Sushi Taro: Kaiseki Edition

Sushi Set 1

Tasting menus are all over town, whether at supper clubs, pop-ups or even grocery stores (Glen’s Garden Market!) But what about the OG (original gangster) of tasting menus? We’re talking about kaiseki, a multi-course, visually stunning display of the best Japanese cuisine has to offer.

somen noodles

Modern kaiseki, like the kind on offer at Sushi Taro, pulls from many historical and cultural references including imperial court cuisine, meals devoured by samurai warriors, the Japanese tea ceremony and healthy Buddhist temple fare. If you decide to take this adventure in the care of Chef Nobu Yamazaki, you will face a choice of four different kaiseki tasting menus: Traditional, sushi, suppon (soft shell turtle!), or wagyu beef/lobster surf and turf.

Unless you have yen to burn, the traditional or sushi kaiseki courses are your best bets. We couldn’t decide…so instead, we bring you the tale of two kaisekis. Here are their merits:

Sushi Tasting:

Sushi Set 2

+ You’ll get to try types of nigiri you’d never think to order like succulent sweet shrimp, bursting ikura or raw abalone.

+Your nigiri sushi comes with a paintbrush and premium soy sauce so you can embrace your inner artist.

Ichigo Daifuku

+ Your dessert choice includes ichigo daifuku (a fresh strawberry lovingly wrapped in mochi) which is arguably the best dessert on earth (zero hyperbole here).

Kaiseki Tasting:

Hassun

+ You are privy to the “hassun” a hodgepodge of morsels arranged to look like a landscape in miniature.

+ If you’re a big eater and it takes a lot to fill you up, take comfort knowing that the traditional kaiseki has an entrée-sized finale. In this case it was pork belly shabu-shabu. Diners whisk raw slices of thinly sliced meat through a hot pot of delectable spicy soup before drinking the broth at the end.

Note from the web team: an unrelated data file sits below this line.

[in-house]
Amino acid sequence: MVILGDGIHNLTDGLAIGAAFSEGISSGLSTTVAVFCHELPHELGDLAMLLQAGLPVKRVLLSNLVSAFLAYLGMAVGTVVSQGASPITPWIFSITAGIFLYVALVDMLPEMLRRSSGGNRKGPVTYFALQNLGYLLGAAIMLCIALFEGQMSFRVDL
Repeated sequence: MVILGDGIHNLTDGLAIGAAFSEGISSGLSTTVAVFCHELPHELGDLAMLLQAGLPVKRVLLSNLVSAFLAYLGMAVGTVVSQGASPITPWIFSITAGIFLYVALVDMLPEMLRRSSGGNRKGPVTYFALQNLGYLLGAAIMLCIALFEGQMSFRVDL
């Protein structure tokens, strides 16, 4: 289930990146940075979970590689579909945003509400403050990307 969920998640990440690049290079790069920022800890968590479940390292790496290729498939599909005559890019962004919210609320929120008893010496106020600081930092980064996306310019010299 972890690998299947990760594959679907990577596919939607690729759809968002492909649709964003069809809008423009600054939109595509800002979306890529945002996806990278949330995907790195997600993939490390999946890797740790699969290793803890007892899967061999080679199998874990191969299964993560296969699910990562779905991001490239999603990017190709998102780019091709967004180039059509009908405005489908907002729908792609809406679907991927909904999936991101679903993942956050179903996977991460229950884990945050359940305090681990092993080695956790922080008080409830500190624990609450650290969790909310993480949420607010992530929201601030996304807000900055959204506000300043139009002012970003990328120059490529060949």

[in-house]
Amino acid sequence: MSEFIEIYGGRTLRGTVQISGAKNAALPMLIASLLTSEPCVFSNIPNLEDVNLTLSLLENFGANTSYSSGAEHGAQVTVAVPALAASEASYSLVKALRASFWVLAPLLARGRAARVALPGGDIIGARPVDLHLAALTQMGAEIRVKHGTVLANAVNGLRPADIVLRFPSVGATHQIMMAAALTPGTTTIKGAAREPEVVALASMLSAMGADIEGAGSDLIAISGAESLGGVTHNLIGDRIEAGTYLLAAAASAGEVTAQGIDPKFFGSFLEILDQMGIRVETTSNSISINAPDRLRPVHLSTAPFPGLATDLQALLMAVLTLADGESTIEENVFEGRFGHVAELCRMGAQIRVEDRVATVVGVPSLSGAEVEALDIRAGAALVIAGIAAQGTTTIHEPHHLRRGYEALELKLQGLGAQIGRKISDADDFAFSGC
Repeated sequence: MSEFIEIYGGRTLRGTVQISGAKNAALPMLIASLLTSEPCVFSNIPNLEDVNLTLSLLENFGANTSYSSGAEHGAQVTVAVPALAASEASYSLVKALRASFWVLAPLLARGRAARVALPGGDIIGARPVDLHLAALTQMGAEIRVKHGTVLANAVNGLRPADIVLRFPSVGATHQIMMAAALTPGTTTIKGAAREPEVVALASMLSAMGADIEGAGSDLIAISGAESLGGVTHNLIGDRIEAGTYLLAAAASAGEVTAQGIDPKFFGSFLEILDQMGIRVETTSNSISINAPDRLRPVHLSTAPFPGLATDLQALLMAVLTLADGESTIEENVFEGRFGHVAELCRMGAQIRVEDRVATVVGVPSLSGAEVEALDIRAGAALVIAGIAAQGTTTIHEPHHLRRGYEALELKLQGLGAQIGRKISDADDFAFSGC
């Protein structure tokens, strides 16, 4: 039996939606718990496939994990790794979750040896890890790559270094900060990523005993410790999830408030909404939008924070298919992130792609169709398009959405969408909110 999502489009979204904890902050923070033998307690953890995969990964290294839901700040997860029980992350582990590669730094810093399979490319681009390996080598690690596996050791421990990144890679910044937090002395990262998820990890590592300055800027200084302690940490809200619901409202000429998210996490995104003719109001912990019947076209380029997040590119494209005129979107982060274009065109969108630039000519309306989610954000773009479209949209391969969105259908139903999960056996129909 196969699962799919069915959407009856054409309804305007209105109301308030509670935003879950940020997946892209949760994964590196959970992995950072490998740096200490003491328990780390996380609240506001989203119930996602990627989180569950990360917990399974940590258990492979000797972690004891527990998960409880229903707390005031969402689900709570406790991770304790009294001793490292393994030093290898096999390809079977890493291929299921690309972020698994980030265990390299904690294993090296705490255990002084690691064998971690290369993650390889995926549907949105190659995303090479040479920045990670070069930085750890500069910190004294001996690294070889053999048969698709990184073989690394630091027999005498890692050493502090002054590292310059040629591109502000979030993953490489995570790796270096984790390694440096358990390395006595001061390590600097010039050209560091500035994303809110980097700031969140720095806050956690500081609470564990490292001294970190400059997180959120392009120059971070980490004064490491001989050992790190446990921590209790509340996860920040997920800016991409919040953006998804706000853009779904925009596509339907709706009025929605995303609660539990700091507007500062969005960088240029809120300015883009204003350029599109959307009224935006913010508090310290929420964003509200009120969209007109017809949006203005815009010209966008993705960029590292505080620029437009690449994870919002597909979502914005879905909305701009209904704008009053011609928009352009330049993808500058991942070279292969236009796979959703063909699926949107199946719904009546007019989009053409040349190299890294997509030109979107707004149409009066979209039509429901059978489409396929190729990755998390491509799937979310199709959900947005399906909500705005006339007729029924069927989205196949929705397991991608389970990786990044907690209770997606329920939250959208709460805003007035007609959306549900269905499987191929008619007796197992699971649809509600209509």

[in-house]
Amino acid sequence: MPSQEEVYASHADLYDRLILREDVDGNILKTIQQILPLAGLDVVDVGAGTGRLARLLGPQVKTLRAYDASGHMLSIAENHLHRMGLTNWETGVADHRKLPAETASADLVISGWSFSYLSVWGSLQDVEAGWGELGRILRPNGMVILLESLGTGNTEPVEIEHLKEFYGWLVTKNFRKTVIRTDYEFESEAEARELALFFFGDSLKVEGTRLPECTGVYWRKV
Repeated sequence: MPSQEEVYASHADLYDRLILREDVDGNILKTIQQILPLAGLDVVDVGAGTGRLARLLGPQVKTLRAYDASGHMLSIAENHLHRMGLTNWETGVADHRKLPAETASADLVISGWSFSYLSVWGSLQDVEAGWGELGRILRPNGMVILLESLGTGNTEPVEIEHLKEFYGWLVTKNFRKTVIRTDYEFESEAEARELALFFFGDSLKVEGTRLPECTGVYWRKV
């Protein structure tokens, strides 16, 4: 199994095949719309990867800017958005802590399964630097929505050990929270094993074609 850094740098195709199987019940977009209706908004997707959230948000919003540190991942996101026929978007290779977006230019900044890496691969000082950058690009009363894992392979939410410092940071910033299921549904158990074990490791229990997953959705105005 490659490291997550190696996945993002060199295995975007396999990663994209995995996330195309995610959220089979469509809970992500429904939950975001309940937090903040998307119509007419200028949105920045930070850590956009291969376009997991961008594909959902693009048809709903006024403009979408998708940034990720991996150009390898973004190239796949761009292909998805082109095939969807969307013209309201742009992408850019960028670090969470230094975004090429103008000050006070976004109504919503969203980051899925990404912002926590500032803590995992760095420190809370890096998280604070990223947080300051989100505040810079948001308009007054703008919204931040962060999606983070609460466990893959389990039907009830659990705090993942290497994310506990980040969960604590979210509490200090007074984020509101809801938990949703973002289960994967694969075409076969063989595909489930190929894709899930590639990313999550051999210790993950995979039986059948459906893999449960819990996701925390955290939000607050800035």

+ At the end you’re asked to select your final sushi course from the menu. Only the traditional kaiseki menu allows you to choose a roll, like the Best Thing on the Menu: spicy spider roll.

Verdict? Go with a friend and get both – they actually let you do that. If you ask really nicely, they’ll even give you a sharp knife to slice nigiri sushi in half. Just ignore the stares and head shakes from the Japanese embassy officers seated at the adjacent table; they’ve never seen such things.

Click here for more photos from the meal. Learn more about Sushi Taro’s kaiseki options.

Volt: Young Carrots (What’s Up, Doc)

Volt Carrots

The carrot is a humble food. It’s typically one of the first foods we enjoy as babies; a popular dieter’s on-the-go snack; a cartoon meal for Bugs Bunny; and the food our mother’s tell us will aid our vision. But, the carrot dish at Volt stood up against the likes of calamari and bacon smoked pasta Bolognese, lamb necks braised with hulled barley, corn dumplings and many other winning dishes.

The Best Thing on the Menu was none other than: Young Carrots charred backed in an aromatic salt crust, dressing made from the carrot’s green tops and marsh samphire, soured sheep’s milk ice, pickles of icicle radish, bitter and sweet lettuces. Like other molecular gastronomy chefs, Top Chef Bryan Voltaggio somehow creates the illusion of that you’re pulling carrots directly out of the dirt by using culinary magic tricks.

Our meal at Volt was a tale of two tasting menus. We experienced both the protein-driven tasting menu and the fruits & vegetables tasting menu. It was fun to pick a head-to-head matchup winner each course —  A long delicious boxing match that ultimately had the vegetarian tasting menu coming out on top. We feel we’re really putting our money where our mouth is, seeing as though we chose Volt as one of the top five surprise picks for vegetarians earlier this summer.

Even the dessert on the vegetarian tasting menu won out: Meyer Lemon aerated white chocolate, pudding of ruby grapefruit, sorbet of celery hearts and leaves, coriander blooms, crisp cardamom and bitter cocoa.

Meyer Lemon Dessert at Volt

A visit to Volt is worth the trip to Frederick, MD. Unfortunately, the drive precludes most DC diners from taking advantage of the wine program, but the food should more than make up for it. One last tip, Volt has a parking lot that’s free for diners located immediately adjacent to the restaurant.

Want to try one of Bryan Voltaggio’s creations a little closer to home? There’s always Range.

Young Carrots not your BTM? Post your favorites in the comments section.